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In North-Germanic languages and English, VPs are head-initial. In continental West-Germanic languages, VPs are head-final. This chapter surveys major syntactic contrasts that directly correlate with this structural difference. Head-initial phrases are structurally more tightly constrained than head-final phrases. Since clauses typically contain VPs, constraints on VPs are reflected in the clause structure. Syntactic differences triggered by head-positioning show in contrasts such as the following. Head-initial VPs are strictly ordered, that is, the relative order of arguments does not change; adjuncts do not intervene between the head and the arguments; the relative order of auxiliaries is invariable. In addition to the VP-internal contrasts, there are VP-external ones, too. Adjuncts preceding head-initial phrases are head-adjacent, hence adjuncts preceding head-initial VPs are minimized. Finally, head-initial VPs with a preverbal subject entail clause structures with an obligatory subject position. All these restrictions are absent when the VP is head-final.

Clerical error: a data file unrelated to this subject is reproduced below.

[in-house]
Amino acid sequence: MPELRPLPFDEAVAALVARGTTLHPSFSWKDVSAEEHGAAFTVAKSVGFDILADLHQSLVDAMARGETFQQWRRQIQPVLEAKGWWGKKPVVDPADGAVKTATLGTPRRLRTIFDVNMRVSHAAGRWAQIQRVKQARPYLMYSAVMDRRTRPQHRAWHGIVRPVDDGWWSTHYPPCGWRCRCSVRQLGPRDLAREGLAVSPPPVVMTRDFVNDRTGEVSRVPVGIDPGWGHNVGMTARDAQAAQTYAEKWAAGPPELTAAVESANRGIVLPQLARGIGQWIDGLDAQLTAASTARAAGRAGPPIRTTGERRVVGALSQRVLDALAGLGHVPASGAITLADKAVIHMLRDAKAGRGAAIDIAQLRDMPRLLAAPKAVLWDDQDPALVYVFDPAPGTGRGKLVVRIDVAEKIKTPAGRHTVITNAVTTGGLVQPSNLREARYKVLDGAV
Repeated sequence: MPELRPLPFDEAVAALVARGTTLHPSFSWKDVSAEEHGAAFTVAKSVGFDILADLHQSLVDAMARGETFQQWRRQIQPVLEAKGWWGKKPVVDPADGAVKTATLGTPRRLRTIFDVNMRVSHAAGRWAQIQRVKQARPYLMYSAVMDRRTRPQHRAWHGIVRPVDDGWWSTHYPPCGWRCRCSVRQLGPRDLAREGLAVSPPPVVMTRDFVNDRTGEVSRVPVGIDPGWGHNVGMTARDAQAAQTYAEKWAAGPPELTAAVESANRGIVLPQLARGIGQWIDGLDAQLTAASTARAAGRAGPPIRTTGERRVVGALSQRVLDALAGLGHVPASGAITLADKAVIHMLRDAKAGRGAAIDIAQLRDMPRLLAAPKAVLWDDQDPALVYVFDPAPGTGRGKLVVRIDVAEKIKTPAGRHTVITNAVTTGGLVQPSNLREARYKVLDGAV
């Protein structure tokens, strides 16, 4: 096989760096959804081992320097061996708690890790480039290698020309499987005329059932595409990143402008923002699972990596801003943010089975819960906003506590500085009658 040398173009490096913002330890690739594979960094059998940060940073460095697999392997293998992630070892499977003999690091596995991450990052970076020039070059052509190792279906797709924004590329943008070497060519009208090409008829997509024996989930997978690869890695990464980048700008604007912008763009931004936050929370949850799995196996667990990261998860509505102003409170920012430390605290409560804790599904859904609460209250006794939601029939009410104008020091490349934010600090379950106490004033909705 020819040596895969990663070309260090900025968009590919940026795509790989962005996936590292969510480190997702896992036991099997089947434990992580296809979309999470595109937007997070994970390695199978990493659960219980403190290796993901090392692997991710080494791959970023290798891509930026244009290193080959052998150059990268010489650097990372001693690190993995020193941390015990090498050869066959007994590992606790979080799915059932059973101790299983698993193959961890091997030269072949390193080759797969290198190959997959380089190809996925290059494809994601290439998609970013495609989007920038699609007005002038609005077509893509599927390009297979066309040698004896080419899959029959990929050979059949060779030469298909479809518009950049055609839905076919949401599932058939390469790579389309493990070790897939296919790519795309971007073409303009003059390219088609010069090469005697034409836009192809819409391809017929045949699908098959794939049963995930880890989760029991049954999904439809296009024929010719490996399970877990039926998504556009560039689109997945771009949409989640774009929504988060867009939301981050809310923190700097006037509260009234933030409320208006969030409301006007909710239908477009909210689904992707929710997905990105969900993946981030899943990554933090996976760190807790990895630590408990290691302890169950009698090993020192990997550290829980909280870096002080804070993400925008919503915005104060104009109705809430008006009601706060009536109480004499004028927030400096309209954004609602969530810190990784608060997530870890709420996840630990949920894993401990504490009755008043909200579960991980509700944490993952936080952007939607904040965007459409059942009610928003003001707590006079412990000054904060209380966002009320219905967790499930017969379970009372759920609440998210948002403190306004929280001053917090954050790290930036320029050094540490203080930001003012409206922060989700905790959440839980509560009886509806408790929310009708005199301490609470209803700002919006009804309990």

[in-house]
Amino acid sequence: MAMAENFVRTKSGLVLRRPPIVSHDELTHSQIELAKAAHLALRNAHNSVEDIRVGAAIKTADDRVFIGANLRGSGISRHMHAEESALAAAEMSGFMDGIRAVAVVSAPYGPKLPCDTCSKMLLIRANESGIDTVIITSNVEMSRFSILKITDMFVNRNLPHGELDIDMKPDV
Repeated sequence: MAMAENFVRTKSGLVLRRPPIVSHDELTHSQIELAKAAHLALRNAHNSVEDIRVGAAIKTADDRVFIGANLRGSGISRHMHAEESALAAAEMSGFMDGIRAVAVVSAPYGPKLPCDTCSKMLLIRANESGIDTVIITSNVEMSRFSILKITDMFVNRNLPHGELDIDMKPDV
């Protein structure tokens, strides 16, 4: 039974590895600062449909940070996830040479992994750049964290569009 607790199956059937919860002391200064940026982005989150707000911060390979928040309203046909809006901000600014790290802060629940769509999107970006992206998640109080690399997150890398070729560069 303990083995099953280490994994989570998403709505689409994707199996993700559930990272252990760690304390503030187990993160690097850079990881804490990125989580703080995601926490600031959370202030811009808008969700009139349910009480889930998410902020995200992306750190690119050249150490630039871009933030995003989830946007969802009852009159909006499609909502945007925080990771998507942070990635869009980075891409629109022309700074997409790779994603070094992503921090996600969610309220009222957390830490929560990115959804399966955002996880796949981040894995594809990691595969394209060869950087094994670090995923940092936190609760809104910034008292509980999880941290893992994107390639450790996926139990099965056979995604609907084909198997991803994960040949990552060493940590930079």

In this illuminating new theory of grammar, Hubert Haider demonstrates that there is a basic asymmetry in the phrase structure of any language, whatever sentence structure it takes. Moreover, he argues that understanding this asymmetry is the key to understanding the grammatical causality underlying a broad range of core syntactic phenomena. Until now, Germanic languages have been seen to fall into two distinct classes: those which take an object-verb sentence structure (OV) or a verb-object one (VO). However, by examining the nature of this universal underlying asymmetry, Hubert Haider reveals a third syntactic type: 'Type III'. In particular, he employs the third type to explore the cognitive evolution of grammar which gave rise to the structural asymmetry and its typological implications. Symmetry Breaking in Syntax will appeal to academic researchers and graduate students involved in comparative and theoretical syntax and the cognitive evolution of grammar.